Flea and Tick Prevention
Fleas and Ticks: A Concern for Pets and Homes
Both fleas and ticks can spread from your pet to your home and family. Fleas lay 30 to 50 eggs daily, which can stay dormant for up to a year before hatching. Ticks can molt and lay eggs, posing a risk for infestations and the spread of diseases.
Indoor Pets Aren't Immune
Even primarily indoor dogs can pick up fleas and ticks when they go outside for short periods, especially near tall grass or wildlife.
Severe infestations can lead to anemia and skin problems in pets, and fleas and ticks can transmit diseases.
Prescription medications from veterinarians are highly effective and safe. Over-the-counter options can be risky and less effective.
Types of Treatments
Oral tablets and topical medications are the primary flea and tick prevention treatments available.
At the Green Dog Veterinary Center, we carefully evaluate products yearly to recommend the safest and most effective treatments tailored to your pet's lifestyle and family's needs.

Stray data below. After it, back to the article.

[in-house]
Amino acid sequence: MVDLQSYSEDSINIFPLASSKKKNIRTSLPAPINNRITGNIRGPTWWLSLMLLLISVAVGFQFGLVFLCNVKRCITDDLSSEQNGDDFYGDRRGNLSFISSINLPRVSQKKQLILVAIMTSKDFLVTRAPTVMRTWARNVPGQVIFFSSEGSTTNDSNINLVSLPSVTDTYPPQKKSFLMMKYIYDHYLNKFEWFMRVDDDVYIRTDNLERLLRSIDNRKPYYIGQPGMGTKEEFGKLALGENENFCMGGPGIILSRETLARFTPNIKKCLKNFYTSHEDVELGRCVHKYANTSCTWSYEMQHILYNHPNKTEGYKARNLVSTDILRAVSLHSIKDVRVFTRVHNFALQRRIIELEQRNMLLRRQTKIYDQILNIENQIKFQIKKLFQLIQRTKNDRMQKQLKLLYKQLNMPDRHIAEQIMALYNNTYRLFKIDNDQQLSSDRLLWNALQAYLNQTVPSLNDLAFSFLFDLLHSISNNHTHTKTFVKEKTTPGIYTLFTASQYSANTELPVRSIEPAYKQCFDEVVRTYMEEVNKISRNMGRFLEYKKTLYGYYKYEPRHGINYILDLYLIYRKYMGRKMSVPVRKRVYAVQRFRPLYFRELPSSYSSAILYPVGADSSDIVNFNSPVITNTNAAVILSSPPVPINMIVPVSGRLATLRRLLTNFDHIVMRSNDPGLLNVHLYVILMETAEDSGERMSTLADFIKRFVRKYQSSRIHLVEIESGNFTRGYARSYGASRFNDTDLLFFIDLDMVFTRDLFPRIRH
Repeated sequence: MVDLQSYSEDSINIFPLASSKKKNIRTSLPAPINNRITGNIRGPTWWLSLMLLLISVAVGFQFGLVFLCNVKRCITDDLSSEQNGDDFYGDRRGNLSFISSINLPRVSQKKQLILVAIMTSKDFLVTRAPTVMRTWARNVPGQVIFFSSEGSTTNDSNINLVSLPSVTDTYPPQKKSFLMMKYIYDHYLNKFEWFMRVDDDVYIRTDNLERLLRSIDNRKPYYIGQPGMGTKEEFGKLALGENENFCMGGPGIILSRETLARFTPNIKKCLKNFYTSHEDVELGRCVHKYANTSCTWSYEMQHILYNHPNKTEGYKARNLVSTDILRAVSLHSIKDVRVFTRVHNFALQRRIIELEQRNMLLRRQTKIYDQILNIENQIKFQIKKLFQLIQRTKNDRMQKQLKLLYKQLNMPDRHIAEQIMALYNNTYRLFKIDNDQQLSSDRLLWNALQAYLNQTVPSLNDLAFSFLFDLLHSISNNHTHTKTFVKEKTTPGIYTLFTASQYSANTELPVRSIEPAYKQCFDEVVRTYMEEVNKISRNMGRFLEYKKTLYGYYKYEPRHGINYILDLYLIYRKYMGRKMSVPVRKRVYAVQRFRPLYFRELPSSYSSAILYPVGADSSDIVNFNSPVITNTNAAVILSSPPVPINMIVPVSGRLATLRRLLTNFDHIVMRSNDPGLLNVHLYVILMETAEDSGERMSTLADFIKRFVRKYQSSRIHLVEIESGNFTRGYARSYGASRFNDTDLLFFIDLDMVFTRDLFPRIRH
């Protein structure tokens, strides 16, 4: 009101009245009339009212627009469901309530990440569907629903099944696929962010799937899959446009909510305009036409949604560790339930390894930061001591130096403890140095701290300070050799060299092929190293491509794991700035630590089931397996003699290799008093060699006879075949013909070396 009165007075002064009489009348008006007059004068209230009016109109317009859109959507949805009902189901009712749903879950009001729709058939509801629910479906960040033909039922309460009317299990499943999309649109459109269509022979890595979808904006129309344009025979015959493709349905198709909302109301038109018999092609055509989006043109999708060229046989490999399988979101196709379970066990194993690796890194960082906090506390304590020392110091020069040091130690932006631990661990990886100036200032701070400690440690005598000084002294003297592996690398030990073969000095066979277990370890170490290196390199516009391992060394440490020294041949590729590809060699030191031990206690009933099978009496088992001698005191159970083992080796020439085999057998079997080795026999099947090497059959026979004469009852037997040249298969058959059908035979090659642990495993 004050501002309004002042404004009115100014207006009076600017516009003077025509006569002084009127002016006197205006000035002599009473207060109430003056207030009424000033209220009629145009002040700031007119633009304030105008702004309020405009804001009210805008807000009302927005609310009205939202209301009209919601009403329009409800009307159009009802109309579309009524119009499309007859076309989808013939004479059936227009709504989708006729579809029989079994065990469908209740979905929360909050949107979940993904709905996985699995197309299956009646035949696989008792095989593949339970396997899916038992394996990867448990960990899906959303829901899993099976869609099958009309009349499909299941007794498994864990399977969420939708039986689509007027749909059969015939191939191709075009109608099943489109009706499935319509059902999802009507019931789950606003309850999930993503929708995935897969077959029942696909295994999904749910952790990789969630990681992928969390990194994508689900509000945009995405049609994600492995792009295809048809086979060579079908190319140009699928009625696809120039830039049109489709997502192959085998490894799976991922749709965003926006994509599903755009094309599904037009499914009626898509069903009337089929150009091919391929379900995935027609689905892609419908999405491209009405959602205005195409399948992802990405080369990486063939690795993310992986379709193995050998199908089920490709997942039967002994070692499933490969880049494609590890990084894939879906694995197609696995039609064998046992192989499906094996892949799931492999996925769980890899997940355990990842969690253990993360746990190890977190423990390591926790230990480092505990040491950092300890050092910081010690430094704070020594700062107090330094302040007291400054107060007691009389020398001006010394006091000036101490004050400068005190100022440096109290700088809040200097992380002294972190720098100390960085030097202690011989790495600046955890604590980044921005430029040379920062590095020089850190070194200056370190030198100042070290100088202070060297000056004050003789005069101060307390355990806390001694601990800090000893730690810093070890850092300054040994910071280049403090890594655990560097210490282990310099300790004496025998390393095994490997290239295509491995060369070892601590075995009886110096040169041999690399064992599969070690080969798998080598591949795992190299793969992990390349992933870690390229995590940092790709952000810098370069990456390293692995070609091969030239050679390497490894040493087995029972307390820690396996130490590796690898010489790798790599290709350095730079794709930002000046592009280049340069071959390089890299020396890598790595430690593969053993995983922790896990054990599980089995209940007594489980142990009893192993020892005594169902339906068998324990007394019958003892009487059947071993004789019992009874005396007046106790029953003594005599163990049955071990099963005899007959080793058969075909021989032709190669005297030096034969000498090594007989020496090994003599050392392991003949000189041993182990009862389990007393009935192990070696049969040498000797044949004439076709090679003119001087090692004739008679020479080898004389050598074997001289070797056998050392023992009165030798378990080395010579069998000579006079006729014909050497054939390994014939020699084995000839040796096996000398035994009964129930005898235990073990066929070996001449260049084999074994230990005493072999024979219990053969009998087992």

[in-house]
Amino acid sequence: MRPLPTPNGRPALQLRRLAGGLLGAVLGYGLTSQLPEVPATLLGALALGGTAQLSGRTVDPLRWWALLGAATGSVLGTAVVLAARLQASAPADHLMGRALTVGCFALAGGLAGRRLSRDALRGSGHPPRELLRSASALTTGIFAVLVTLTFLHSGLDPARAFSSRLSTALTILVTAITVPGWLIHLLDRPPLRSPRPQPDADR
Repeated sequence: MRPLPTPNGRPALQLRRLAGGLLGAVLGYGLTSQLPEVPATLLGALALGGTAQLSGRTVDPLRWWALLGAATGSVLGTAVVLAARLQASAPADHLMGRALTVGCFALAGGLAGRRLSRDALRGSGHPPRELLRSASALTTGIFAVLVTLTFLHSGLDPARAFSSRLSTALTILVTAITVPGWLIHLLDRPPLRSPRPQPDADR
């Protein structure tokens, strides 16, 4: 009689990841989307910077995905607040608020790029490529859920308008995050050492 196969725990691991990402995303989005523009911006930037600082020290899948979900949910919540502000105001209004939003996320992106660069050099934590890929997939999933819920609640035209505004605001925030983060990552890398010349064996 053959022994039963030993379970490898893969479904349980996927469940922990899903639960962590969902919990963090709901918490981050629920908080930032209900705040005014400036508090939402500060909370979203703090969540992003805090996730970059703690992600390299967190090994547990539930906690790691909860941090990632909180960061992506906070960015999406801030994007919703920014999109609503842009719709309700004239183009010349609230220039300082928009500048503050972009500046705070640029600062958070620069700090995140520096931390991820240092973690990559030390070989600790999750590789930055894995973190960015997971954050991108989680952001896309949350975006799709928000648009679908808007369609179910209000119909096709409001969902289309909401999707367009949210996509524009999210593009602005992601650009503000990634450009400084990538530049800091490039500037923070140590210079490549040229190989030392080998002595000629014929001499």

Identifying Fleas and Ticks
Fleas can be identified through "flea dirt," which resembles black soot. Ticks often embed their heads into a pet's skin and can vary in size.
What to Do if You Find Fleas or Ticks
Consult your vet for the best and safest treatment options. A comprehensive approach to treating the pet and the environment is often required.
Avoid home remedies like diatomaceous earth, as they can be ineffective or harmful. We recommend Sentinel, which prevents flea eggs from hatching, to control infestations.
Vaccines and Prevention
A Lyme disease vaccine is available. Year-round prevention is advisable, especially in regions like San Diego, where fleas are present yearly.